At the summit, world leaders placed pressure on Switzerland and other tax havens. Switzerland is known for being secretive about its bank account holders and has been refusing to subscribe to an automatic exchange of information that the United States and other nations have been demanding.
It’s not just about money laundering. Tax evasion has been a driving force as well. In one high-profile case, a former UBS AG banker admitted to helping wealthy individuals cheat on U.S. taxes through Swiss bank accounts, and he assisted the U.S. government in cracking down on other such bankers. The recent attention on tax havens like Switzerland has “created a tsunami, because the smaller tax haven countries and the rest of Western Europe are now knuckling under…. It’s showing that the United States is not just going to sit around anymore and watch people hide all their cash,” says Rijock.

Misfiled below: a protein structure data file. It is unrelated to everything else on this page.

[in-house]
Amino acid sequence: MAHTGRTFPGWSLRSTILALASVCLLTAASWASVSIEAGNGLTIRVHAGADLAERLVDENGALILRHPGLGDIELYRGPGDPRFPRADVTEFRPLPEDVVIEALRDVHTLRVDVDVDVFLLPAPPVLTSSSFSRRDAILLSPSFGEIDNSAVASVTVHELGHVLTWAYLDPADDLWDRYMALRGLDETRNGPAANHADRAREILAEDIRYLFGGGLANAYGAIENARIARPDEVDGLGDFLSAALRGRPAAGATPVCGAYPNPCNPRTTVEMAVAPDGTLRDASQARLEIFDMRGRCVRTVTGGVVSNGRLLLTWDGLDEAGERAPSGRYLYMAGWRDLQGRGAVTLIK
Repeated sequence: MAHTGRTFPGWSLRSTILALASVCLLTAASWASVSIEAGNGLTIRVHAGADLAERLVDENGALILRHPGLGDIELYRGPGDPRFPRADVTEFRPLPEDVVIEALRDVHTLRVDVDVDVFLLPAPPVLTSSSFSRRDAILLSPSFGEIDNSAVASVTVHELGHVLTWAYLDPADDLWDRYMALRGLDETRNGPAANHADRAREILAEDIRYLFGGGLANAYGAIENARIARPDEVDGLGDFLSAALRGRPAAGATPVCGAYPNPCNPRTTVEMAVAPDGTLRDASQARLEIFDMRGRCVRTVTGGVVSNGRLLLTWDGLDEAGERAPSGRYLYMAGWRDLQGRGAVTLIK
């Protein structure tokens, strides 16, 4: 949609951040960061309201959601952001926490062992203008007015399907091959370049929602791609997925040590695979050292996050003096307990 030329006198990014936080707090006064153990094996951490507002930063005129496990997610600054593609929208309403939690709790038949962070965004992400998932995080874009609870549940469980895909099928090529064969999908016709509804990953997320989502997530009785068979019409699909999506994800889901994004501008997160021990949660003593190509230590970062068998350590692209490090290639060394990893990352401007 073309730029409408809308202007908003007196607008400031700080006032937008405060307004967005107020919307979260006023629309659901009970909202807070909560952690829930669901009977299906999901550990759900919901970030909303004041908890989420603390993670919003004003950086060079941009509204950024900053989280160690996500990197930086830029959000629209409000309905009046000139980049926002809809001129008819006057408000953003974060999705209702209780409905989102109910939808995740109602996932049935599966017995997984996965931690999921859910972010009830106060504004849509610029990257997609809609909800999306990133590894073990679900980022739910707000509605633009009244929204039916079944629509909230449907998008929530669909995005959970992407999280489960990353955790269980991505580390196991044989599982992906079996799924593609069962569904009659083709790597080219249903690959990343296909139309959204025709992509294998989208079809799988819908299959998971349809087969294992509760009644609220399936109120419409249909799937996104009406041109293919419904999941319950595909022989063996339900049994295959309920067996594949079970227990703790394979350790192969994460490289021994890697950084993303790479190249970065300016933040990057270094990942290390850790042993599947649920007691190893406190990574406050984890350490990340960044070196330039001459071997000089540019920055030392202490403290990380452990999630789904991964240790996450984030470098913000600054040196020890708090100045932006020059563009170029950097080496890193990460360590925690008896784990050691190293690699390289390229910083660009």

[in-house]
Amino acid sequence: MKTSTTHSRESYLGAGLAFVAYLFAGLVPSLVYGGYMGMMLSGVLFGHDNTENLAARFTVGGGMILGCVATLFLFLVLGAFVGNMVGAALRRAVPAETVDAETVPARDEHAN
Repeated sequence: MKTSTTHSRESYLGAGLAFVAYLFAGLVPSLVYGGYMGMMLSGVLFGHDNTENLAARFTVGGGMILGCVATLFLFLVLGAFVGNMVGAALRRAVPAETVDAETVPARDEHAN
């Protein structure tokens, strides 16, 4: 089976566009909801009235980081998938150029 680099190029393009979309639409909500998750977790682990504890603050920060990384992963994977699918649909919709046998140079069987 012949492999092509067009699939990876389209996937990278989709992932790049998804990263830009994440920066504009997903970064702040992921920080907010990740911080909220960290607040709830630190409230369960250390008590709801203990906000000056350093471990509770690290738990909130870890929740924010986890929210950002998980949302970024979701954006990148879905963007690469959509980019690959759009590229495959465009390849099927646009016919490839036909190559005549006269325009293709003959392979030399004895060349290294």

Assessing the true level of progress globally or domestically, however, is difficult. The FATF does not provide an estimate of how much money is laundered annually, due to the inability to know how much goes undetected. And it points out that even though more laundering may be detected each year, it may be just that banks and law enforcement and others are getting better at catching it.
The only certainty is that money launderers will persist in seeking ways to beat the system. As Rijock says, “In the world of money laundering, you’re only limited by your imagination.”